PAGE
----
In this article I explore my interest in electronic music and how it has come to be one of my favourite musical genres. The basis of most of this music is the Moog Synthesiser, invented by Dr Robert Moog (pictured left).
You can hear these recordings on YouTube as well as reading how I discovered the universe of electronic sounds.
Doctor Who – BBC Radiophonic Workshop
The first piece of electronic music was the theme music for Doctor Who created by the BBC Radiophonic Workshop. I heard this music every week as I watched Doctor Who on ABC Television. It was my favourite television program and sparked my interest in science as I watched the adventures of the “Doctor” as he travelled across space and time in the TARDIS. This clip shows the room full of equipment needed to make the music.
Messian Turangalila Symphony – Ondes Martenot
I used to listen to a children’s radio program called The Argonauts Club. There was a feature on unusual musical instruments and one instrument I remember well was the Ondes Martenot an early electronic instrument invented in 1928. This sound is very eery and quite beautiful.
The French composer Olivier Messiaen wrote a symphony called Turangalila (published in 1948) and used the Ondes Martenot as well as two pianos. The Ondes Marteno instrument looks like a small electric organ.
Beach Boys Good Vibrations – Theremin
Another electronic instrument I heard in the 1960s was the Theremin. Its sound has been used in many science fiction films (The Day the Earth Stood Still) but best known through the Beach Boys’ Good Vibrations. You can see Brian Wilson operating the Theremin at 0:26.
I became aware of the German group Tangerine Dream. Their music was very rhythmic but abstract and at first was an acquired taste. They used Moog sythesisers, sequencers, piano and Mellotron which uses tapes of prerecorded sounds such as flutes and strings. One of my favourite records is their 1975 release Ricochet recorded live in Rheims Cathedral. Here is the first part.
An early member of Tangerine Dream was Klaus Schuzle who is still active today. In 2010 he released a CD and DVD of his concerts in Japan. I am in awe of the huge amount of equipment he uses to make his music.
Autobahn – Kraftwerk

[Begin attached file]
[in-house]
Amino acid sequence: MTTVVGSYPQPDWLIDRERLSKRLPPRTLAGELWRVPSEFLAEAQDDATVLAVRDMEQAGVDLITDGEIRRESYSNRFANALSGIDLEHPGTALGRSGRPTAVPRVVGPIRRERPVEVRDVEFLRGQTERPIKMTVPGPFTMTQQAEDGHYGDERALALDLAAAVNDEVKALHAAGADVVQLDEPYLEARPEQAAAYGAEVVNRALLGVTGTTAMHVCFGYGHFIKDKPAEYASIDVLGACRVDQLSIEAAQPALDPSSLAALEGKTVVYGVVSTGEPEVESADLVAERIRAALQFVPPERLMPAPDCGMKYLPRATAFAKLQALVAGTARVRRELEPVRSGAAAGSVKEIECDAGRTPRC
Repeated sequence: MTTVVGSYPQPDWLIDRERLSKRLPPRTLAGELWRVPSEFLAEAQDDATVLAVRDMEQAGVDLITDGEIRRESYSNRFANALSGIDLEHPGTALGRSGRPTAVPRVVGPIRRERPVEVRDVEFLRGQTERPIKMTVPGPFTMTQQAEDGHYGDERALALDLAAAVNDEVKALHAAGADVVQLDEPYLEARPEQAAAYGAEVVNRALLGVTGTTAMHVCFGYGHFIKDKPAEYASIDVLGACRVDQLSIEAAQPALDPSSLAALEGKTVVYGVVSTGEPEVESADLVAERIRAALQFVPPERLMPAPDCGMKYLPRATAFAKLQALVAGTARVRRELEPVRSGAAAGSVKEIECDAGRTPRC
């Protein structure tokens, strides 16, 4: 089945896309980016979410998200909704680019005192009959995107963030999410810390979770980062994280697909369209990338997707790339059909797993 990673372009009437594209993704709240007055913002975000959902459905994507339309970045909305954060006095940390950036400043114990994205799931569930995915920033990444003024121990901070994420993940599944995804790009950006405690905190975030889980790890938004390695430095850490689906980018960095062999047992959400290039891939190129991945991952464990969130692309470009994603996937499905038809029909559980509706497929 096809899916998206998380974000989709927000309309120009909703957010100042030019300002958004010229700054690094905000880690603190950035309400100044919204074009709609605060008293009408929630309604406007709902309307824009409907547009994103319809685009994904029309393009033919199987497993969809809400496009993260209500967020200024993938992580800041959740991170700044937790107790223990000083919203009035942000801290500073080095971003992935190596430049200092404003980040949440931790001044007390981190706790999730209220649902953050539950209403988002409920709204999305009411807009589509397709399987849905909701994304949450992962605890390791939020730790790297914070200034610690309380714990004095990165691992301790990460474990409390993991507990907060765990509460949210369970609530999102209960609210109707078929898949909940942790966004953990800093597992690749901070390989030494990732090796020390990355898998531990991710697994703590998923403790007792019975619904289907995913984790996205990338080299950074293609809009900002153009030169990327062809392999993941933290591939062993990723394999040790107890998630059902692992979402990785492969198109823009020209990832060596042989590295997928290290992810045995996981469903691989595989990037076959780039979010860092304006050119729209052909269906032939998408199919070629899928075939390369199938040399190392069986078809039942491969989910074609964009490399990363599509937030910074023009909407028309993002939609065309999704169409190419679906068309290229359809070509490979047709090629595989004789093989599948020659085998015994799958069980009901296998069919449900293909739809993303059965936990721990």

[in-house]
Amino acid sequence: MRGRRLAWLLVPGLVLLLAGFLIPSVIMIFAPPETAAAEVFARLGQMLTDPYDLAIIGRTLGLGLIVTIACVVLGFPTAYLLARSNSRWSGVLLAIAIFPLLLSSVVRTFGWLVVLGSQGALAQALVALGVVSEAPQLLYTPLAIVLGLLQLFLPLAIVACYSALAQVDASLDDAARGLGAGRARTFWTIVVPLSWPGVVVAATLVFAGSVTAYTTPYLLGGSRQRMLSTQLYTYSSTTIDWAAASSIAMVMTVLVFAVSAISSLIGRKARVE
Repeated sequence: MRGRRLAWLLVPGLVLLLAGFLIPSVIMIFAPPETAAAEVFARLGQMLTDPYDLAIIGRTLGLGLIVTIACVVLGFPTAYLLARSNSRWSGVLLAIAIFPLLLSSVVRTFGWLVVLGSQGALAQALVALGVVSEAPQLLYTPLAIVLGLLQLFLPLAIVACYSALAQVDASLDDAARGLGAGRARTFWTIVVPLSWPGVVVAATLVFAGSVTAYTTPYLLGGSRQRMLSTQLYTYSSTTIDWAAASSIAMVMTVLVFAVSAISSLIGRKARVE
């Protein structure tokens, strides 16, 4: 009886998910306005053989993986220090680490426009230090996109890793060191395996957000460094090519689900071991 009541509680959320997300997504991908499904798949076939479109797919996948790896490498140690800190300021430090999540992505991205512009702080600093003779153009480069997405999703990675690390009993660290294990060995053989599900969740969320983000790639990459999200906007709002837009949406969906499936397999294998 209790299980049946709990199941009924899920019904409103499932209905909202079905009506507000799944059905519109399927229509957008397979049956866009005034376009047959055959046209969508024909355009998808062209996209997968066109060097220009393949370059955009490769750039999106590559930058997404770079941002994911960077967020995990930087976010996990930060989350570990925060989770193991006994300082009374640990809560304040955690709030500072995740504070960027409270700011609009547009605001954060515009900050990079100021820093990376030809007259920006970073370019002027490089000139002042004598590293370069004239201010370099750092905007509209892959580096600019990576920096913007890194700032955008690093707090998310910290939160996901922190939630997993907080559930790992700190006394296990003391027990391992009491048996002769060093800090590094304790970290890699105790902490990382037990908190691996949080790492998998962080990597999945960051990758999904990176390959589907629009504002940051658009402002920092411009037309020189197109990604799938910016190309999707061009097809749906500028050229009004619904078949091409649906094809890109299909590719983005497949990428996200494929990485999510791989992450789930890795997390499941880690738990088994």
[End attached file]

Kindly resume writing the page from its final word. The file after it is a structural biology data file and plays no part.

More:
In 1975 the German group Kraftwerk released Autobahn. The song used rich electronic sounds, electronic percussion, and vocoder processed vocals.
Oxygene – Jean-Michel Jarre
In 1976 Frenchman Jean-Michel Jarre (son of film composer Maurice Jarre) released the album length instrumental Oxygene. This music was made famous in Peter Weir’s film Gallipoli. I like this album but prefer Equinoxe and the Concerts in China. Unfortunately his music has become too techno and dance oriented for my tastes.
Oxygene Part 2
Oxygene Part 4
Debussy interpreted by Isao Tomita
A big discovery in the early 1980s was the Japanese musician Isao Tomita. I bought a second hand record “Snowflakes Are Dancing” which is Tomita’s interpretations of the piano music of Claude Debussy. This music is sublime, and sparked my appreciation of Debussy. Listen to Arabesque No 1 – Claude Debussy.
Here is an interesting video of Tomita recording “When You wish upon a star” using the Moog Modular Synthesiser.
In this clip form from Japanese television, Tomita demonstrates the Vocoder.
In 1988 Tomita produced a concert in Sydney called Soundcloud. He was in a perspex pyramid suspended above Sydney Harbour. We were at a party in Cremorne and didn’t see a lot, but here is a video.
Chariots of Fire – Vangelis
The last composer I want to showcase is Evangelos Odysseas Papathanassiou better known as Vangelis – composer of many soundtracks including Chariots of Fire, Soil Festivities, Blade Runner and Alexander . Chariots of Fire is very well known but I have chosen this clip from Blade Runner:
To finish this article, here is the opening of his 1984 album, Soil Festivities: